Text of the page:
With reference again to FIG. 1, the MAA 10 contains a Media Programming Interface (MPI) 16 which interfaces with the attributes, devices, objects and actions to permit monitoring different routine office tasks. The MAA 10 also contains an association builder 15 which builds associations among the various entities. The association builder 15 provides the user with the capability for building associations between, for example, a telephone, the number dialed, the caller, the callee, the document repository and a document set. The MAA 10 contains a user interface 12 which permits the user to observe and modify operations within the MAA 10. The message queue monitor (MQM) 14 oversees message interchange when office tasks are executed. The association executor 19 executes the MAA 10 associations created by the association builder 15. The trigger action builder 17 and operational action builder 18 allow a user to specify which actions are to be interpreted as triggers or operations associated with a given trigger or triggers. For example, a user is permitted to identify triggering events such as the dialing of a particular telephone to initiate monitoring by the MAA 10. A user is also provided the capability to specify operational actions so that the MAA 10 can differentiate between actions that may be executed (e.g., operations) or actions to be used as a trigger event.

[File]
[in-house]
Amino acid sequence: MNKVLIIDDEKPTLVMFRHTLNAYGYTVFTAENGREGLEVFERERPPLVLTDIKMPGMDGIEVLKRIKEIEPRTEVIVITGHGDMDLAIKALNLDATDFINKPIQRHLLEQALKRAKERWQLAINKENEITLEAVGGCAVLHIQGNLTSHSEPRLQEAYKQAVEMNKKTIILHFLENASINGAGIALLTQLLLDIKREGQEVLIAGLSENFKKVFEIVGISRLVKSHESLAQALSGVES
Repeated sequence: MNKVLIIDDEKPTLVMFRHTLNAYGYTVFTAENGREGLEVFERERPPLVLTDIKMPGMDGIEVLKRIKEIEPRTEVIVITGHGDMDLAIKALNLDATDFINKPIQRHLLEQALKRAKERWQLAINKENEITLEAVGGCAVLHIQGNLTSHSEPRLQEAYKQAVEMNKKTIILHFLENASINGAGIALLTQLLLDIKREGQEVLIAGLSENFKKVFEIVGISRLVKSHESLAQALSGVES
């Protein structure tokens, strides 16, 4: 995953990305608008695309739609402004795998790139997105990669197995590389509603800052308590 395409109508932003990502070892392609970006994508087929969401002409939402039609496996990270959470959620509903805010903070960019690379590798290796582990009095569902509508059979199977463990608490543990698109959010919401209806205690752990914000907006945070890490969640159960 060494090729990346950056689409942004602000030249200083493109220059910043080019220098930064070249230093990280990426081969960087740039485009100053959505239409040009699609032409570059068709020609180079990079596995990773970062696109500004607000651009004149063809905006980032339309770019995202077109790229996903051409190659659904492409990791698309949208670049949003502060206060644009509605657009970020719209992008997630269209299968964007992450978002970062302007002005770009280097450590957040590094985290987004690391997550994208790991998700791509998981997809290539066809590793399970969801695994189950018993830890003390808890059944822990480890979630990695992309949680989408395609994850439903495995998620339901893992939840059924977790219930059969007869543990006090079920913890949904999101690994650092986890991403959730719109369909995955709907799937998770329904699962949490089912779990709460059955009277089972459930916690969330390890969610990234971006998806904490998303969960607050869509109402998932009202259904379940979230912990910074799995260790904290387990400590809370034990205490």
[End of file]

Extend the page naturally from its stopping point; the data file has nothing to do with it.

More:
Turning now to FIG. 2, the flow diagram for building new associations among triggers and operations using the invention is shown. Processing starts at block 20 and proceeds to block 22 where the procedure reads the "Trigger/Operation" Table into memory. At block 24, the procedure waits for a message. For the purpose of this invention, a message is of the generic kind found in object-oriented programming environments. Objects communicate with one another via messages, which are nothing more than an abstraction referring to an area of memory which is updated. In this instance, the procedure is waiting for a message which refers to input from either the user, or some system event which updates a specified memory area. A message which matches some value indicates that the procedure needs to take some action. At block 26, the procedure determines whether the user is defining a new trigger. If YES, at block 34 a new trigger entry is created and inserted in the Trigger/Operation Table. In turn, at block 36, the procedure forces a refresh of the in-memory Trigger/Operation Table and processing returns to block 24. Returning to block 26, if the user is not defining a new trigger, at block 28, a check is made to determine whether the user is specifying a pre-existing trigger which exists in the Trigger/Operation Table. If NO, processing proceeds to block 30 where a check is conducted to determine if the message is a Terminate Process Message. One skilled in the art will recognize that such a message may be generated in a variety of different ways, including an explicit action taken on the part of the user, the expiration of a given time interval (which may be stored and read from a user profile), etc. If NO, at block 32, the user is signaled that an error has occurred and control returns to block 24. Else, at block 38 the process ends. Returning to block 28, if the procedure determines that the user has specified a pre-existing trigger, processing proceeds to block 44 where the procedure pauses and waits for messages. At this point, the procedure has determined that the user has specified an existing trigger event and wishes to associate additional operations with that trigger. At block 46, a check is made to determine if the next message received is a trigger. If YES, processing proceeds to block 48 where the user is signaled that the system cannot nest triggers. In short, for the sake of simplicity, the procedure is indicating that triggers that invoke other triggers are not allowed. Returning to block 46, if the message is not a trigger, the process at block 49 checks whether the message comprises "Terminate Process". If YES, processing is ended. If NO, processing proceeds to block 50. At block 50, a check is made to determine if the operation is already associated with a trigger. If NO, processing proceeds to block 52 where a new Trigger/Operation record is written to the table. One skilled in the art will appreciate that the procedure now records actions that will be associated with that trigger. Any user actions committed before the process is terminated are candidates, unless those actions are themselves triggers for other actions. If YES, processing proceeds to block 53. At block 53, the user is notified that this operation has already been associated with the trigger. Processing then returns to block 44. It should be apparent to those skilled in the art that the invention may utilize any of a number of well-known procedures for building the association tables. These procedures may be used to assign universally unique identifiers for the actions, attributes, objects or devices of the invention. For example, the UUID capability in the Open Software Foundation's (OSF) Distributed Computing Environment (DCE) is readily adaptable to the invention. The information may be maintained in a normalized table as a field. Other fields in the table may include event type. For example, in the case of a CD-ROM drive, a record in the device table may appear as shown below: